Grand Jury Report

Grand Jury Report Will Not Gather Dust

A statewide investigating grand jury released its 102-page report on the Pennsylvania Gaming Control Board on Tuesday.  Chairman of the State House Gaming Oversight Committee Curt Schroder (R-Chester) calls the report a “stinging indictment” on the operation of the Gaming Control Board since its inception.  Schroder says it is lawmakers’ duty to follow-up.  “I intend to hold some hearings on the report after we get the budget out of the way… and then develop legislation accordingly.”

One piece of legislation that’s already passed the House would move the Bureau of Investigations and Enforcement to an independent agency.  That move happens to be recommendation #3 of 21 in the grand jury report.  “I don’t know how many grand jury reports it’s going to take before the Gaming Control Board, chairman Fajt… as well as the State Senate accepts the verdict out there,” Schroder says, pointing to an earlier Dauphin County grand jury that reached the same conclusion.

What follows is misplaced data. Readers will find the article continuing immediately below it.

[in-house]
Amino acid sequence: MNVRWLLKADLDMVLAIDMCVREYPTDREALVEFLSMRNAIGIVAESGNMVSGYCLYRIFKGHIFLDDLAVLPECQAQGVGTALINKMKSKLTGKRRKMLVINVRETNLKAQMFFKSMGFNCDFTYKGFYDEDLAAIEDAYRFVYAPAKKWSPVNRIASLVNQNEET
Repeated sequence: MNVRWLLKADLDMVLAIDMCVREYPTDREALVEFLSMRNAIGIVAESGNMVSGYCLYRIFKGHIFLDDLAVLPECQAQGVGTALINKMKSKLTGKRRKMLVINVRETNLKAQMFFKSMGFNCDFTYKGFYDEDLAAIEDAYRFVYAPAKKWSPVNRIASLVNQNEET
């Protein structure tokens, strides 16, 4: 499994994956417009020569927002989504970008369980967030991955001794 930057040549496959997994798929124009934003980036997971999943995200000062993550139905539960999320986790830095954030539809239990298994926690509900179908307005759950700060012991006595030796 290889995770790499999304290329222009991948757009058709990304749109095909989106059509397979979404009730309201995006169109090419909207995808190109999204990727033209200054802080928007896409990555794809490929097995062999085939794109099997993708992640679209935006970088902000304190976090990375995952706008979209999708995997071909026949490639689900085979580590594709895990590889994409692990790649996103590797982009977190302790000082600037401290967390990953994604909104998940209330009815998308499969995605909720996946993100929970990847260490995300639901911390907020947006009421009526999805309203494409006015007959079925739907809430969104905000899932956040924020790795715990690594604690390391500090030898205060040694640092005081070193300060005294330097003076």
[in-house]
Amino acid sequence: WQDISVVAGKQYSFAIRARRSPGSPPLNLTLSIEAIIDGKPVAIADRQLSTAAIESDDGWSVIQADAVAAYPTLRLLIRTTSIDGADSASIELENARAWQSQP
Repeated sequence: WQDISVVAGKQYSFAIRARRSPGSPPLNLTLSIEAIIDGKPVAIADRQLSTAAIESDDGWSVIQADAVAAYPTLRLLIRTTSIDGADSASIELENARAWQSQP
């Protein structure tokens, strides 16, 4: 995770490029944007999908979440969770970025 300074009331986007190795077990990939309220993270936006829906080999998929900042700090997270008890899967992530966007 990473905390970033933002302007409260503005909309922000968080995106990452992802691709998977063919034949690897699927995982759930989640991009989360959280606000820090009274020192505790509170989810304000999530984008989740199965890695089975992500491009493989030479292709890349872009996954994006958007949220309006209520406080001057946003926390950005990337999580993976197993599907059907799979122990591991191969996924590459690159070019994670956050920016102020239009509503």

In a statement, Gaming Control Board chairman Greg Fajt called it a rehash of “old news.”  He defended their successes, and pointed out that after two years of investigation there were no arrests, no presentments and no indictments.  “They found no criminal activity because there was, in fact, no criminal activity to be found,” Fajt stated. 

But Rep. Schroder says the response gives him no confidence that the PGCB understands the problem, or even accepts that there was or is a problem.  “Chairman Fajt can crow all he wants about the fact that there were no indictments.  Nonetheless the report found many violations of the law, and many instances of just outright corruption.”  Schroder tells us one of the problems is that violations of the gaming law “unfortunately” don’t carry criminal penalties.